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 Post subject: Herpetology School Help
PostPosted: March 18th, 2011, 3:23 am 
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Location: Western North Carolina
I have a question and I think the forum with all you herpers in it would be a great place to ask it, what school is best herpetology wise, I want to get the best education i can in the herpetology field and get a strong degree in biology, hope ya'll can help,
Thanks, Chance


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 Post subject: Re: Herpetology School Help
PostPosted: March 18th, 2011, 4:19 am 
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Location: SE Virginia/SW Illinois
I heard Carbondale in Southern Illinois was good. Also next to snake road. But I would like to hear about some colleges as well.


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 Post subject: Re: Herpetology School Help
PostPosted: March 18th, 2011, 5:59 am 

Joined: June 7th, 2010, 12:37 pm
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Location: Ft. Smith, Arkansas
That's all going to depend on what type of bio degree you want to get...


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 Post subject: Re: Herpetology School Help
PostPosted: March 18th, 2011, 6:30 am 
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Ah, my friend. Hopefully this post will teach you a lesson that took me a while to learn.

In the field of biology one does not generally refer to him or herself as a herpetologist. They are generally a ____ist (evolutionary biologist, ecologist, systematist, physiologist) who specializes in reptiles and amphibians. In academia, it is wiser (and more useful in the long run) to pursue a degree in some field of biology, and then apply that knowledge to herps. Thus your school will change accordingly. You should look for people who study herps in your area of interest. If your said school has a strong bio program, but no people who study herps, that doesn't matter: you can always start your own project!

If you're passionate about studying biology, pick biology first and apply your knowledge to herps. There isn't a major in herpetology nor is their a Professor of Field Herping at UC Arkansas -- they're just all biologists of some sort.

Good luck my friend!


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 Post subject: Re: Herpetology School Help
PostPosted: March 18th, 2011, 6:46 am 

Joined: June 9th, 2010, 3:10 pm
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University of Georgia has a good ecology school and pretty good wildlife biology program. The herpetology teacher is more of a salamander guy though. Athens is a cool town within close proximity to good herping.


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 Post subject: Re: Herpetology School Help
PostPosted: March 18th, 2011, 6:53 am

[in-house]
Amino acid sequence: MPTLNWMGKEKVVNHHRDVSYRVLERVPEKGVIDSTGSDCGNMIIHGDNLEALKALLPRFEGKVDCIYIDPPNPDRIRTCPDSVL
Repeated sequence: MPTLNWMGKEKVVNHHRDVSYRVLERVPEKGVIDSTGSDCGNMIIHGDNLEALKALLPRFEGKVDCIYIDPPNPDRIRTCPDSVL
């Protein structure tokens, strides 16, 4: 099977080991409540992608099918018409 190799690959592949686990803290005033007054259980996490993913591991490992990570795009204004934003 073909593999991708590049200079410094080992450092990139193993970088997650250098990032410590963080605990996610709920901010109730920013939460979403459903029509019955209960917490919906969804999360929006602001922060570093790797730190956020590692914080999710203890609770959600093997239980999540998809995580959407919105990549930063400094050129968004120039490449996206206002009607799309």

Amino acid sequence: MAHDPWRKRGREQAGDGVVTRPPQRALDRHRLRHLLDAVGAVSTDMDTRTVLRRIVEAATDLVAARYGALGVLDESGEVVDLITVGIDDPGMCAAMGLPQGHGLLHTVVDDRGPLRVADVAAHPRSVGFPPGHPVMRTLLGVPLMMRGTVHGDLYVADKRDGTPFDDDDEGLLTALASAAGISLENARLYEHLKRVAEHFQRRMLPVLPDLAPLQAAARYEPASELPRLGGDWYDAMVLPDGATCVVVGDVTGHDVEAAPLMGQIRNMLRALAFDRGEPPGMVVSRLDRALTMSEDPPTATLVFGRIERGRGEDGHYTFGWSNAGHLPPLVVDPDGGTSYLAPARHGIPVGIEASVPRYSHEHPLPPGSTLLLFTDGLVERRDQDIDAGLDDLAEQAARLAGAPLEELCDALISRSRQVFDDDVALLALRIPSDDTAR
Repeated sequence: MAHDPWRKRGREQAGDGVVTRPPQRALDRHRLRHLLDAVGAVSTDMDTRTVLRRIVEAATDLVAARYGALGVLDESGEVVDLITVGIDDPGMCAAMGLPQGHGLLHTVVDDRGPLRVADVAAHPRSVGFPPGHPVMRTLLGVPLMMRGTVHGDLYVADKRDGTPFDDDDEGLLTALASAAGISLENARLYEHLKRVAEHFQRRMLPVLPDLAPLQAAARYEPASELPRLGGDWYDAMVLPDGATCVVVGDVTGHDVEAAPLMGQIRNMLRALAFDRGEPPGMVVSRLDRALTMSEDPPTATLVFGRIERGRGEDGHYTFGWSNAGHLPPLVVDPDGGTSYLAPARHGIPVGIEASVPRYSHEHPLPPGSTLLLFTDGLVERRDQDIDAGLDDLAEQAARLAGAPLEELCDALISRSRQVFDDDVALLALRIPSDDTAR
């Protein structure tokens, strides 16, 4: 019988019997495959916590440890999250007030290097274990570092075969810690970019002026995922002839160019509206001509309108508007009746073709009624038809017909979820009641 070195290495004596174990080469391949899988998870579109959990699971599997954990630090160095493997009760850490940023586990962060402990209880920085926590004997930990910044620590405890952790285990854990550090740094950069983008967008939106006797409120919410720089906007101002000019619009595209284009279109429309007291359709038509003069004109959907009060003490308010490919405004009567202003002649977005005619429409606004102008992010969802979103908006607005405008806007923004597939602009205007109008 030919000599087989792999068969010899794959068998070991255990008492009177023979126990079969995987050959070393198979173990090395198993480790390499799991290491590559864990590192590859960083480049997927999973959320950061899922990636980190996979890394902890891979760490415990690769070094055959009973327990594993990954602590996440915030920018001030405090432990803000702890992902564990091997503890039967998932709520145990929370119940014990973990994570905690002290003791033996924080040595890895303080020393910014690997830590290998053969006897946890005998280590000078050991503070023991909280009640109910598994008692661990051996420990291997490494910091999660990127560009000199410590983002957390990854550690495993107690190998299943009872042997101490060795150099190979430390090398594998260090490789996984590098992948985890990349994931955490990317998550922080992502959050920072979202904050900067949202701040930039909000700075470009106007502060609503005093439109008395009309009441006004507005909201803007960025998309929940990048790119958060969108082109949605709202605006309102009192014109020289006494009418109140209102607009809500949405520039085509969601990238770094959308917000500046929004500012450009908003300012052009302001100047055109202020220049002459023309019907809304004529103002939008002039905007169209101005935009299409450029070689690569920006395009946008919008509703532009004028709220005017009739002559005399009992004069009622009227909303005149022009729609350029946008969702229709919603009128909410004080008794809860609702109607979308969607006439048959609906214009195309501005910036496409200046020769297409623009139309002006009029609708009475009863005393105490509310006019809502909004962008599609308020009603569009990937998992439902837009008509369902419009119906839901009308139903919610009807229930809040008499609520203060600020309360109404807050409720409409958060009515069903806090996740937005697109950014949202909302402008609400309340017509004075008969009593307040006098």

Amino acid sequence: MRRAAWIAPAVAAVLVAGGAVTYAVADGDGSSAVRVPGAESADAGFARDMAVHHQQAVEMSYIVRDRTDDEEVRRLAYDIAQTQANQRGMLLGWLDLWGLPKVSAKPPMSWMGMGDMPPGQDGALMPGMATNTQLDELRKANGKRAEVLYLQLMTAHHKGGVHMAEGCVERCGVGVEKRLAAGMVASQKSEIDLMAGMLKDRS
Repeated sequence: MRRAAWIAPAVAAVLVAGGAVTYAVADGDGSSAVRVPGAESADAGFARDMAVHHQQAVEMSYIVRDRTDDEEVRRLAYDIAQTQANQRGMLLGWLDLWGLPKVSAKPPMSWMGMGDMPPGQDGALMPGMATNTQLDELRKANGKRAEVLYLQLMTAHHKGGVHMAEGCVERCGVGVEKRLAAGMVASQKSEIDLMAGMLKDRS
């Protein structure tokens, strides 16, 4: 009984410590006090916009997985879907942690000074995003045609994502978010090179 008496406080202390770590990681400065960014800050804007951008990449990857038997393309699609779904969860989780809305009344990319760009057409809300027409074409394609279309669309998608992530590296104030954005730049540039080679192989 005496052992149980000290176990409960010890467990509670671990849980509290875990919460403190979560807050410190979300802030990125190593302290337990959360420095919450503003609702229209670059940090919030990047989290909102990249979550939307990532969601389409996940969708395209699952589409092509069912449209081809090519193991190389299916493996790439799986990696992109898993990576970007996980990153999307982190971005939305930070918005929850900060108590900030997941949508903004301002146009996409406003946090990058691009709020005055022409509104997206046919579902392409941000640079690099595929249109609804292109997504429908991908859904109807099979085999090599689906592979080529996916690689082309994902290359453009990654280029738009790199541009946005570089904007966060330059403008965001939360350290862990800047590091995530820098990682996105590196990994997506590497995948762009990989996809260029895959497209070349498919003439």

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mikemike wrote:
That's all going to depend on what type of bio degree you want to get...

Its all so confusing, I want to do this for the rest of my life, im just wondering.


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 Post subject: Re: Herpetology School Help
PostPosted: March 18th, 2011, 6:55 am 
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Location: Provo, UT and Oxford, MS
HerperChance wrote:
I have a question and I think the forum with all you herpers in it would be a great place to ask it, what school is best herpetology wise, I want to get the best education i can in the herpetology field and get a strong degree in biology, hope ya'll can help,
Thanks, Chance


Is this for your undergraduate or graduate degree? For an undergraduate, you will want to attend a school where they emphasize undergraduate research opportunities.

As someone else said, there is no "best school, herpetology-wise". Some have a strong tradition in herpetology, like UTA, but most of them have strengths and weak areas. In other words, some herpetologists specialize in using herp DNA to ask questions of ecology, evolutionary relationships, population genetics, etc. Others may study physiology and performance, reproductive bio, or habitat use ecology, and on and on.

It may help to start reading the Herpetological Review and the Journal of Herpetology (a student subscription is pretty cheap, compared to most academic journals), and see who is working on what. Read the abstracts, introductions, results, and conclusions section of the papers in those journals to get a general idea of what the authors are interested in. These articles will have professors' e-mail addresses -- e-mail the people you are interested in working with to see if they would be willing/have funding/time/etc for mentoring you. Some will actually be able to pay you for working in their lab or museum collection.

If you're interested in museum work, it may help to know which universities have natural history museums and herpetology collections of pickled specimens and cryopreserved (frozen tissue for DNA study) specimens. There's a list of these museums here:

http://www.herpnet.org/herpnet/participants.html